Inhibition of the rat liver mitochondrial low Km ALDH activity by acute and chronic administration of kynurenine metabolites
Acute time-course (Fig. a) and dose–response (Fig. b) experiments were performed. Initially, we found that the high Km ALDH activity (assayed in the presence of 5 mM acetaldehyde) was not influenced by kynurenine metabolites. Consequently all results reported in this section concern the low Km activity. As shown in Fig. a, the mitochondrial low Km ALDH activity was inhibited by all three kynurenine metabolites after administration of a 10 mg/kg body wt dose. At 0.5 h after administration, ALDH activity was inhibited by 3-HK and KA by 45 and 37%, respectively (P = 0.0267–0.0024). Inhibition by all three metabolites was then maintained at 40–51% at 1 h. Thereafter, inhibition by KA remained at this latter level until 4 h, whereas that by 3-HAA continued to strengthen, reaching 84% at 4 h (P = 0.0000). With 3-HK, ALDH activity began to recover at 2 h, but remained significantly inhibited at 2 and 3 h (by 30 and 17%, respectively; P = 0.0128–0.0431).
As shown in Fig. b, significant inhibition of 32–56% (P = 0.0398–0.0008) of ALDH activity was observed at 1 h after administration of a 1 mg/kg body wt dose of kynurenine metabolites. Maximum inhibition at 1 h was observed with a 2.5 mg/kg dose of KA (86%) and with a 7.5 mg/kg dose of 3-HK (59%) and 3-HAA (70%) (P = 0.0035–0.0001).
ALDH activity was also inhibited when a 10 mg/kg body wt dose of the above 3 kynurenine metabolites was administered daily for 8 days (data not shown). At 2 h after the (final) injection on the 8th day, inhibition by KA, 3-HK and 3-HAA was 37%, 39% and 64% respectively (P = 0.0292–0.0007). Although this inhibition could very well be due to the acute effect of kynurenine metabolites, it suggests that no tolerance develops towards it after chronic treatment.
Inhibition of ALDH activity in vivo by acute administration of kynurenine metabolites
ALDH activity in vivo was determined by measuring the accumulation of acetaldehyde in blood following acute ethanol administration. The results in Fig. show blood-ethanol (a) and acetaldehyde (b) concentrations after intraperitoneal administration of a 2 g/kg body wt dose of ethanol. In saline-pretreated control rats, ethanol concentration rose to 35.8 mM at 1 h and to 37.1 mM at 2 h before declining to 26.0 mM at 3 h. None of the three kynurenine metabolites exerted a significant effect on ethanol concentration at 1 h (P > 0.1). With 3-HAA, ethanol concentration resembled that in saline-treated controls at 2 and 3 h. By contrast, ethanol concentration at 2 and 3 h after ethanol administration was significantly decreased by pretreatment of rats with KA and 3-HK, by 24–27% (P = 0.05–0.0175).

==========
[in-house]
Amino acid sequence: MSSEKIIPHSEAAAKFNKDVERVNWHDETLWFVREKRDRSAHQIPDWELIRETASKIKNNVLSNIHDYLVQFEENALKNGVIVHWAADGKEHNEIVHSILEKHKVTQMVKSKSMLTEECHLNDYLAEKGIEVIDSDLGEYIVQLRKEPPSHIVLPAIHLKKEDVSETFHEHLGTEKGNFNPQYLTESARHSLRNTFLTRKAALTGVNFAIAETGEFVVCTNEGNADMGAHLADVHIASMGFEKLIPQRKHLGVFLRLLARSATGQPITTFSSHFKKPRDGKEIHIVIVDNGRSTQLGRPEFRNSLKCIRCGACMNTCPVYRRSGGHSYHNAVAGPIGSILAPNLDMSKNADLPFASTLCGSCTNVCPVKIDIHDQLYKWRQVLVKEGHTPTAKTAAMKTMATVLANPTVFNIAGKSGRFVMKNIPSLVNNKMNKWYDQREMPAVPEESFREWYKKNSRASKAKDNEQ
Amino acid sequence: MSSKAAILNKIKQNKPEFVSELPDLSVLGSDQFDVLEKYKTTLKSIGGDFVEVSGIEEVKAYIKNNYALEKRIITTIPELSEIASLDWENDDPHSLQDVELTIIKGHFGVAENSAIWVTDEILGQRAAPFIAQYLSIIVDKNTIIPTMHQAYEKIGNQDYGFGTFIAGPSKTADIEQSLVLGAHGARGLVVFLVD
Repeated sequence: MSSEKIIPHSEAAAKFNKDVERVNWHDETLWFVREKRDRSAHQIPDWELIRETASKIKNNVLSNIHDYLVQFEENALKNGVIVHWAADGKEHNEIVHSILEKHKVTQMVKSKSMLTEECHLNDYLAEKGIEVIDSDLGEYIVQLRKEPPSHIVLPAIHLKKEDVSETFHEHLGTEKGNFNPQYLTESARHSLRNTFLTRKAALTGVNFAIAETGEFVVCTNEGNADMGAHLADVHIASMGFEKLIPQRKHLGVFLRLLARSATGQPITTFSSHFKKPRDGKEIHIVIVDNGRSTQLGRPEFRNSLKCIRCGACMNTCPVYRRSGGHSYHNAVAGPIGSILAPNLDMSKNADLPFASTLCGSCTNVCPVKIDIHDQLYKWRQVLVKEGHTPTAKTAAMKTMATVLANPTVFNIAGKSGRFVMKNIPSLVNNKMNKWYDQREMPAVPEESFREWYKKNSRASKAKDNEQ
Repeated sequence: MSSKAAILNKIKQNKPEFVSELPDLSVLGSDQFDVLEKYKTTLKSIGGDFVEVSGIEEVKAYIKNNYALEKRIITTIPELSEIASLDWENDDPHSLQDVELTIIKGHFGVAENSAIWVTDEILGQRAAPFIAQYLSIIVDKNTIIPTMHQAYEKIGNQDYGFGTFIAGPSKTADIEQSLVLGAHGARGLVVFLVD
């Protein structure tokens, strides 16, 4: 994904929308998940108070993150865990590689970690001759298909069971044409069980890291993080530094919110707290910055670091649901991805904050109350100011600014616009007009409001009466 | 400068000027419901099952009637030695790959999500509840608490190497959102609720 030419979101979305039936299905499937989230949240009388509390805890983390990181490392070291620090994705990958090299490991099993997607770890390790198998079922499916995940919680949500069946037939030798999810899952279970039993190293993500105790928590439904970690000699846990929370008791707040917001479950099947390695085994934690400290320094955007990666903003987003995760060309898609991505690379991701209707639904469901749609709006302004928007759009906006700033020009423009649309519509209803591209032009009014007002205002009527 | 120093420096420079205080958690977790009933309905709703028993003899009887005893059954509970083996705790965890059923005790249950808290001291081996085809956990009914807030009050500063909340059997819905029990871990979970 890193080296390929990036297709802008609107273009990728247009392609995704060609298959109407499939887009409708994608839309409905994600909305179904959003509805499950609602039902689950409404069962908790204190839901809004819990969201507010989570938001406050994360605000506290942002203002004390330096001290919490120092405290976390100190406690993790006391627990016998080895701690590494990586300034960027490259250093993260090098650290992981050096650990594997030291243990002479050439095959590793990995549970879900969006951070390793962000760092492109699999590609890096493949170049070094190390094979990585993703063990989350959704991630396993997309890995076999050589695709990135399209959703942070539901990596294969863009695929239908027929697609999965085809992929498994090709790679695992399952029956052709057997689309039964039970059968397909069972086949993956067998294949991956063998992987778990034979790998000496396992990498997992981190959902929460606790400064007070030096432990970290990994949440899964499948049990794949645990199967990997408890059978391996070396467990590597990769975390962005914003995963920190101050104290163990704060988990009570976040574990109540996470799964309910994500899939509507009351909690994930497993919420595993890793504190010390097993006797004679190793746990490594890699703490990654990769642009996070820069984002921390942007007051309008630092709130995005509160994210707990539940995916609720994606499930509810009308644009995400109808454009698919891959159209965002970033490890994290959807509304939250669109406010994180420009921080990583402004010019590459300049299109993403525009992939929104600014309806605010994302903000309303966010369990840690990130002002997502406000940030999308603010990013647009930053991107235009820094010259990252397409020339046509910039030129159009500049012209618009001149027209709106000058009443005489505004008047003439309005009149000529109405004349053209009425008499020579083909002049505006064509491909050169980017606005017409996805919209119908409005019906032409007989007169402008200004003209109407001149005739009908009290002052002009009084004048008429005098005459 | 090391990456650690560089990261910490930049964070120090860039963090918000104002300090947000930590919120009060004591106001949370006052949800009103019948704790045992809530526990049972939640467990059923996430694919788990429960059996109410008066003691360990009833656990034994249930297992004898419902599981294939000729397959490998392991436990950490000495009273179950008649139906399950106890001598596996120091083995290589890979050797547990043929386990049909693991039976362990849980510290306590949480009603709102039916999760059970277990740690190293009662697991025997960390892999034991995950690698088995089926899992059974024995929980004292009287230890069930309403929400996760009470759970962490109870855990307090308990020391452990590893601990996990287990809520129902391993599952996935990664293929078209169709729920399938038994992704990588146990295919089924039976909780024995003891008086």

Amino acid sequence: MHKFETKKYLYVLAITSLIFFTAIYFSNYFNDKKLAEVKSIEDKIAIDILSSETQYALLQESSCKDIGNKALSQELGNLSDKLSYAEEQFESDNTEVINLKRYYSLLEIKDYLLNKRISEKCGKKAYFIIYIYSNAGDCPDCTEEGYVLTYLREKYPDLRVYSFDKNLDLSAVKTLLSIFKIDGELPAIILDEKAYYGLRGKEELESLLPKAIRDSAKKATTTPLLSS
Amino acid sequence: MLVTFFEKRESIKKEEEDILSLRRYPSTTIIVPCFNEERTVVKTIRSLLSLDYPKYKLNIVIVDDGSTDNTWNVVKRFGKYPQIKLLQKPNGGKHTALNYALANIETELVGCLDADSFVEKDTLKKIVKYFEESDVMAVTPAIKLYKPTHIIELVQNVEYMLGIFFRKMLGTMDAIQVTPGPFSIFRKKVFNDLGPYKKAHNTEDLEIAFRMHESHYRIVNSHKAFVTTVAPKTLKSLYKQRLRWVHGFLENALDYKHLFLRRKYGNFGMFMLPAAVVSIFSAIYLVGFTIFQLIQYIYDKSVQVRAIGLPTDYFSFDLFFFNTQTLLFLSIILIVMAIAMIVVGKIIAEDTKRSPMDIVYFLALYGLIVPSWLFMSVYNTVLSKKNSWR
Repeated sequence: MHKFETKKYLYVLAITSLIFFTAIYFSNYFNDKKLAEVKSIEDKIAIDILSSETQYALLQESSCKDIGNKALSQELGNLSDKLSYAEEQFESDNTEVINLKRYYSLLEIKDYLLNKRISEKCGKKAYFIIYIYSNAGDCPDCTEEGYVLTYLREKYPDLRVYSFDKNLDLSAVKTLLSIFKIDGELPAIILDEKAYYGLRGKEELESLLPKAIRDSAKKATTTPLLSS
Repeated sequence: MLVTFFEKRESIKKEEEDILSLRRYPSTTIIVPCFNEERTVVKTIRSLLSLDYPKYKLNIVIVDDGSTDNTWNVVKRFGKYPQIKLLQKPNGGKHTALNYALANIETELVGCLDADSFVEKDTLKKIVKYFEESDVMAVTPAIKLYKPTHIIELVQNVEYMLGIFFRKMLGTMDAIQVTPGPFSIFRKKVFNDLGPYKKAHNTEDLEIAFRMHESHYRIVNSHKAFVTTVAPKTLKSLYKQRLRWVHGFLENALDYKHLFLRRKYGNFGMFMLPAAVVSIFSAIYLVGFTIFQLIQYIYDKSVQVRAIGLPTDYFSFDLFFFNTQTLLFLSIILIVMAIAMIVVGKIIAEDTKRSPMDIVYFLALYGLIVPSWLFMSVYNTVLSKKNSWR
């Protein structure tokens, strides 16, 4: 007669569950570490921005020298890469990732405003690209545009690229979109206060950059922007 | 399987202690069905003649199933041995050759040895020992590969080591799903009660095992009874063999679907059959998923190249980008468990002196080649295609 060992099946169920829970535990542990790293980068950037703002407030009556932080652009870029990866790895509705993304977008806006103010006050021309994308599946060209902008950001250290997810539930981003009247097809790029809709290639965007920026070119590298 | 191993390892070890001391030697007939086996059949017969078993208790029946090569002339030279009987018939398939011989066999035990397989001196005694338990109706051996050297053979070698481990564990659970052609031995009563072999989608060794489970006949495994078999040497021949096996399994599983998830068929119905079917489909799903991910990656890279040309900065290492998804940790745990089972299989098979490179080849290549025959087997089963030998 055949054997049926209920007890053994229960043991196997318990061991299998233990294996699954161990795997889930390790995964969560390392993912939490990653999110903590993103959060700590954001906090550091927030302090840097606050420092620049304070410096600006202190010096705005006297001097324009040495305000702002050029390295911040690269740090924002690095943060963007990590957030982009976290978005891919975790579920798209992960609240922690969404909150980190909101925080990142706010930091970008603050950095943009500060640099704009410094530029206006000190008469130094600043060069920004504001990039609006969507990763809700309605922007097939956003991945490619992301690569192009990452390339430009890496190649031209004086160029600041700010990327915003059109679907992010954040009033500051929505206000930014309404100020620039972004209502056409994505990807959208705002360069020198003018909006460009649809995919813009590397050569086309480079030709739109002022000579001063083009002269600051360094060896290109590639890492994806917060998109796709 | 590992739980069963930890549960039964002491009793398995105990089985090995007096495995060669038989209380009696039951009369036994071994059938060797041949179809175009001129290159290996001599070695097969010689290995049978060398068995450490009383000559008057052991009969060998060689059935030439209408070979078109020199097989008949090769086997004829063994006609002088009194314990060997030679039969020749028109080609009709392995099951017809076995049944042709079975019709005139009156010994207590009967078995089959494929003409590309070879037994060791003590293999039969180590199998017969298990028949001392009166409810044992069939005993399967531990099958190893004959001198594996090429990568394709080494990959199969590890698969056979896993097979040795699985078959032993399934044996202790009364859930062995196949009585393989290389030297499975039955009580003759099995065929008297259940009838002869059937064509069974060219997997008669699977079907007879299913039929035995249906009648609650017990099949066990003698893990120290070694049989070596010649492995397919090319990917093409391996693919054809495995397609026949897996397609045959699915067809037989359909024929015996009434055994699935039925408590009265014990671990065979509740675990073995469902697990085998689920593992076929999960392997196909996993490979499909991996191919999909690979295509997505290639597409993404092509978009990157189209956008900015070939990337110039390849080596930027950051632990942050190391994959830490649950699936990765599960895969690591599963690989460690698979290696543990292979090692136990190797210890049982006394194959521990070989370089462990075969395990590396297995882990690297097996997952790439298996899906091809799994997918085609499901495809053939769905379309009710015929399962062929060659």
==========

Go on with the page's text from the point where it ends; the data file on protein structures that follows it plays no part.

Blood acetaldehyde concentration following ethanol administration (Fig. b) to saline-pretreated control rats remained at a constant level of 45–47 μM, suggesting a constant rate of ethanol and acetaldehyde oxidation over the 1–3 h observation period. Pretreatment of rats with KA increased acetaldehyde concentration by 109, 125 and 115%, respectively (P = 0.0104–0.0029). 3-HK induced a stronger elevation of acetaldehyde concentration, of 180, 174 and 202%, respectively at 1–3 h after ethanol administration (P = 0.0017–0.0000), whereas with 3-HAA, the elevation of acetaldehyde concentration was modest (42, 34 and 56%, respectively), and not significant (P > 0.1). The elevation of blood acetaldehyde concentration by 3-HK was significantly greater than that by KA at 1–3 h (P = 0.05–0.0095).
Demonstration of aversion to alcohol after administration of kynurenine metabolites and disulfiram
In the aversion model of Garver et al. (2000)
, rats treated with the classical ALDH inhibitor disulfiram consumed equal amounts of the ethanol drinking solution as control animals during the first hour of the test. Thereafter, alcohol consumption by disulfiram-treated rats remained static, unlike that by controls, which continued to increase cumulatively up to the fifth hour. The results in Fig. a, show that disulfiram actually inhibited alcohol consumption significantly and maximally during the first hour (by 51%; P